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Federal Debt Ceiling Reached as Federal Spending Rages

Interest-Rates / US Debt Jul 17, 2019 - 08:17 AM GMT

By: MoneyMetals

Interest-Rates

The federal government will soon run up against its self-imposed borrowing cap once again.

Current estimates are for the government to max out its credit limit at a little over $22 trillion in early September. Congress goes on recess in August, so there is some pressure to address the cap right now.

Treasury Secretary Steve Mnuchin has been fulfilling what seems to be the most sacred responsibility of his position: borrowing money. It’s one that each of his predecessors has also undertaken, without fail and without regard to party affiliation, in recent decades.


He is solemnly arguing why it would be wholly irresponsible for Congress not to approve another massive increase in what the Treasury can borrow.

Now that his ritual is complete, the only question is whether Congress and the President will engage in another sham fight before approving an increase, or if the politicians will agree quietly and hope not too many citizens notice.

While the outcome is all but assured, the context surrounding Federal borrowing is interesting. Let’s review…

According to government statisticians, we are in the longest economic expansion on record. There have been 105 straight months of job growth. Federal tax revenues are expanding – currently up 3% versus the prior year.

Some may wonder why the Federal government is bumping into the cap already. Congress and the president gave themselves more than a $2 trillion increase in the credit line over the past couple of years.

The trouble is that while tax revenue is growing at 3%, government spending is growing at 7% – about 4 times the official inflation rate. The deficit for October through June is 23% higher than the same period last year.

Despite the “rosy” economy, we are running trillion-dollar deficits. This much borrowing was last seen under Barack Obama in the aftermath of the 2008 financial crisis.

What will deficits look like the next time recession cripples tax receipts and Congress ramps up fiscal stimulus? It may not be too long before we have a chance to find out.

“Americans are being told the economy is strong. Yet the Fed is getting ready to start cutting rates.”

The Treasury department will be stuck trying to peddle multi-trillions in Treasuries with yields near zero. We’re guessing the line of prospective buyers will get pretty short.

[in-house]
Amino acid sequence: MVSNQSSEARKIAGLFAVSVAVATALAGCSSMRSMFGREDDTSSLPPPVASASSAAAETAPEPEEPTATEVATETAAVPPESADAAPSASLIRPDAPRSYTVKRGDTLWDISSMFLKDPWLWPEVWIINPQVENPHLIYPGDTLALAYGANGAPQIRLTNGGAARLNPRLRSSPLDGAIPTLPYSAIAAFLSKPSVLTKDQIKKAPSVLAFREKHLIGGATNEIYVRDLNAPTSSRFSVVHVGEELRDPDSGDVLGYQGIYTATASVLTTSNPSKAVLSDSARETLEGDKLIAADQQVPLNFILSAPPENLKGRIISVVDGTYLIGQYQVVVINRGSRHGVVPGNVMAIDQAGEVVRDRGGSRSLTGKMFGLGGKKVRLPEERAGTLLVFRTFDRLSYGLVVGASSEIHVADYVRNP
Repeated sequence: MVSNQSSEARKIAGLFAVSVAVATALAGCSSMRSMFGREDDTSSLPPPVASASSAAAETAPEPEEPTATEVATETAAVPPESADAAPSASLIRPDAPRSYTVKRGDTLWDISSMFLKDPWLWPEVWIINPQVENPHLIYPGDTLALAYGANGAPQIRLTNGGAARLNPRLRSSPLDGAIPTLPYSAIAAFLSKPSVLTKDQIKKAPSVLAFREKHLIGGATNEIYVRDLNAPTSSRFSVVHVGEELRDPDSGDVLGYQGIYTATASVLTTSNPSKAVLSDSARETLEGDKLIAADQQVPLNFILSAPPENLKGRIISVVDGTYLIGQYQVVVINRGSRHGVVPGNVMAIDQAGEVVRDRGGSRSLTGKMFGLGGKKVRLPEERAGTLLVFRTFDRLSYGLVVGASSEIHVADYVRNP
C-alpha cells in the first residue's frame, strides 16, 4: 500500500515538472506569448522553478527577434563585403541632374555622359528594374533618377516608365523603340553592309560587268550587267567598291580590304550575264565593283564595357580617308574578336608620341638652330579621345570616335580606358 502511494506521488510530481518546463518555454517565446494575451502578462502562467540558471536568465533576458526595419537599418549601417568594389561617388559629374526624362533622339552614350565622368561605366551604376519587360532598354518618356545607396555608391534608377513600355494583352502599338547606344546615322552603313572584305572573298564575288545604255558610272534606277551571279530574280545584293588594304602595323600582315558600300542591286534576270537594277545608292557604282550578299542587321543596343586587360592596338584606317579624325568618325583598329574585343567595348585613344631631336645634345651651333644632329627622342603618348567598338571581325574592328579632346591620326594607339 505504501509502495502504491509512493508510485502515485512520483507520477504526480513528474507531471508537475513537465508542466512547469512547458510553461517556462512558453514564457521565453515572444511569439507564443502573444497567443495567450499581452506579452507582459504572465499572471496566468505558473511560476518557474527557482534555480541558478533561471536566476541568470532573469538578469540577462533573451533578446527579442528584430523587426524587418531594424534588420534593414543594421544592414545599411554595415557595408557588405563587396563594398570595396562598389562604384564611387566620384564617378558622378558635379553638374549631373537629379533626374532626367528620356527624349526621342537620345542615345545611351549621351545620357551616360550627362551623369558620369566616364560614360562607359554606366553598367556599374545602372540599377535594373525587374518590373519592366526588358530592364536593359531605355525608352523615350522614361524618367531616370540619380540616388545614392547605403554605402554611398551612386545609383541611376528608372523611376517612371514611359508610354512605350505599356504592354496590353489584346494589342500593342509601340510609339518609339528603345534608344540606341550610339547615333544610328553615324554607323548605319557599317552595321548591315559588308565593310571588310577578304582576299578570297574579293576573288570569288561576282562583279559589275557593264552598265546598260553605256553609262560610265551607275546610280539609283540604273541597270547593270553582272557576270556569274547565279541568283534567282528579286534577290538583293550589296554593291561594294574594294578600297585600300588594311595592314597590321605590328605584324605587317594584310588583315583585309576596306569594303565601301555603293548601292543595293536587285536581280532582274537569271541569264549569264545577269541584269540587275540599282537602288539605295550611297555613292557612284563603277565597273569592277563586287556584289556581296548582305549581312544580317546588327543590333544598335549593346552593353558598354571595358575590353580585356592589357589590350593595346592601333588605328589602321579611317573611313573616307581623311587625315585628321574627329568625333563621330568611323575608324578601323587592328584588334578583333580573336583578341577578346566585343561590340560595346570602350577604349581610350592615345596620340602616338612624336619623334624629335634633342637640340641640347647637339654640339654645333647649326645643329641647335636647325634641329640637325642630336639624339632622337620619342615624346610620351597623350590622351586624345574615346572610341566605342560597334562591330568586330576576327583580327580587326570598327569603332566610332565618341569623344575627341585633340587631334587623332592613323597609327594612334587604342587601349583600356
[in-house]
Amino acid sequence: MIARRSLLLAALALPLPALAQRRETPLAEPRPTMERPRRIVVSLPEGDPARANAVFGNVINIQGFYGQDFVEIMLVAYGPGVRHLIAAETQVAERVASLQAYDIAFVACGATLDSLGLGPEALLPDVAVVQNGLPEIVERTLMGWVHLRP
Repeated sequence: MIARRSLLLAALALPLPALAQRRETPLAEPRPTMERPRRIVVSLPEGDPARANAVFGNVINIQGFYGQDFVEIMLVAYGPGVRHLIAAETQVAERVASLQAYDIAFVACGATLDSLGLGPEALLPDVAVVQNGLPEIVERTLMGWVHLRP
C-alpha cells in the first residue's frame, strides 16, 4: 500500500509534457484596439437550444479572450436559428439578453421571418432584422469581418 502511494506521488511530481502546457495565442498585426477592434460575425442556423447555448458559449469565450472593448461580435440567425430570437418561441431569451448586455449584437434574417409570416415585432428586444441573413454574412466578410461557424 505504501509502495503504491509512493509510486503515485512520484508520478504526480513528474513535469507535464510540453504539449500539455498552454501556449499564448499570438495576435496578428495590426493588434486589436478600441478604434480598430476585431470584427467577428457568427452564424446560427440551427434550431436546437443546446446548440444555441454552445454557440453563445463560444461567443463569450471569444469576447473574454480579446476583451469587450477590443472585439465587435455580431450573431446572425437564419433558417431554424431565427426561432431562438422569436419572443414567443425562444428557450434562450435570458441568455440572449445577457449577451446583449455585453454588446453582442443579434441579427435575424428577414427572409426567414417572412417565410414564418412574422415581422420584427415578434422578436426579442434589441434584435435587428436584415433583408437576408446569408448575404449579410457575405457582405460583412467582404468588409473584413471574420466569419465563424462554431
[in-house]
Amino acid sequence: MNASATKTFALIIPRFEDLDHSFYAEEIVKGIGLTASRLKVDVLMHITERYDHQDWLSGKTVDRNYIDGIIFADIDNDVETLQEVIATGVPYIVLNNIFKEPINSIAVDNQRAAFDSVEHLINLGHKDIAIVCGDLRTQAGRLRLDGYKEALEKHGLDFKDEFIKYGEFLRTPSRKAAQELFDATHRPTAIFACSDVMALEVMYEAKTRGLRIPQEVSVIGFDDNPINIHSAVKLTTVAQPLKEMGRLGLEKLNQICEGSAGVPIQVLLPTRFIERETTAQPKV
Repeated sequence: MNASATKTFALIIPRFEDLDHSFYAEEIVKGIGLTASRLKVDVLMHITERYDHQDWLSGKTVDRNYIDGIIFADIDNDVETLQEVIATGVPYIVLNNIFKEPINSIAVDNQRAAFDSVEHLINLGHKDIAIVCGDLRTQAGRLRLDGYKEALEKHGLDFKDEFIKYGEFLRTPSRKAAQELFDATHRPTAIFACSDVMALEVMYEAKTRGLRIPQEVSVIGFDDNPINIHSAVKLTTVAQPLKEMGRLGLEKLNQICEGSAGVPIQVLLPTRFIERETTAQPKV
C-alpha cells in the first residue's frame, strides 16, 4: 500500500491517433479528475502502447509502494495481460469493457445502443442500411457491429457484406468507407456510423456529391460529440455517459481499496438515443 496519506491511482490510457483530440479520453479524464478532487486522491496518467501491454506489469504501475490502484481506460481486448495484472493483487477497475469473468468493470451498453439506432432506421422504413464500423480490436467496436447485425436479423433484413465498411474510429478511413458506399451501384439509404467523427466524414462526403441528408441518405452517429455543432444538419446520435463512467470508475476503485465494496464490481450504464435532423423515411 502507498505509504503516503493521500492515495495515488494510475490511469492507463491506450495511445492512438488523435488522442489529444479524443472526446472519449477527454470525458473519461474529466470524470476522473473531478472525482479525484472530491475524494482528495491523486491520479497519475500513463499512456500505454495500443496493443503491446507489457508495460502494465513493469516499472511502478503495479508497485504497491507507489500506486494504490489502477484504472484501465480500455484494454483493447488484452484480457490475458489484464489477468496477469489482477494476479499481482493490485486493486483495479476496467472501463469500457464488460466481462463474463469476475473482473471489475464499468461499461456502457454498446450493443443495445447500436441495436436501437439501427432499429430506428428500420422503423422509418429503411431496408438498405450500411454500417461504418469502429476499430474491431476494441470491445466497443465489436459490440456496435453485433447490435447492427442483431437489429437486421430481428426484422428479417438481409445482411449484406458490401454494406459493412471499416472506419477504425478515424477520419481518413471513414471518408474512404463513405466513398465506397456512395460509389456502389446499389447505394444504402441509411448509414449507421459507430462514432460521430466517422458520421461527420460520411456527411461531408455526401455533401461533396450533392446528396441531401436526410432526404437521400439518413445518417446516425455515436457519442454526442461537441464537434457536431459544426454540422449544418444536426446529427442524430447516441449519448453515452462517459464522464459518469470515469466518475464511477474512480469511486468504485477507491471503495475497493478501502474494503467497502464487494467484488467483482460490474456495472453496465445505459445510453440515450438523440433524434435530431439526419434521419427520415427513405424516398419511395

Americans are being told the economy is strong. Yet the Fed is getting ready to start cutting rates.

Jerome Powell is worried about trade and stubbornly low inflation. President Trump is concerned that current interest rates, while still historically low, aren’t low enough.

So here we are again with Congress once more getting ready to grapple with the debt ceiling. Establishment politicians may want to avoid headlines and quietly agree on an increase.

Any public debate over increasing the federal debt ceiling will be especially awkward for Republicans. Getting caught voting for trillions more in borrowing is not a good look – especially after years of screeching about deficits when the Democrats were in control.

However, regardless of what happens in the weeks ahead, the size of Federal deficits and debt probably can’t be swept under the rug for too much longer. America is one recession away from serious trouble.

By Clint Siegner

MoneyMetals.com

Clint Siegner is a Director at Money Metals Exchange, perhaps the nation's fastest-growing dealer of low-premium precious metals coins, rounds, and bars. Siegner, a graduate of Linfield College in Oregon, puts his experience in business management along with his passion for personal liberty, limited government, and honest money into the development of Money Metals' brand and reach. This includes writing extensively on the bullion markets and their intersection with policy and world affairs.

© 2019 Clint Siegner - All Rights Reserved

Disclaimer: The above is a matter of opinion provided for general information purposes only and is not intended as investment advice. Information and analysis above are derived from sources and utilising methods believed to be reliable, but we cannot accept responsibility for any losses you may incur as a result of this analysis. Individuals should consult with their personal financial advisors.


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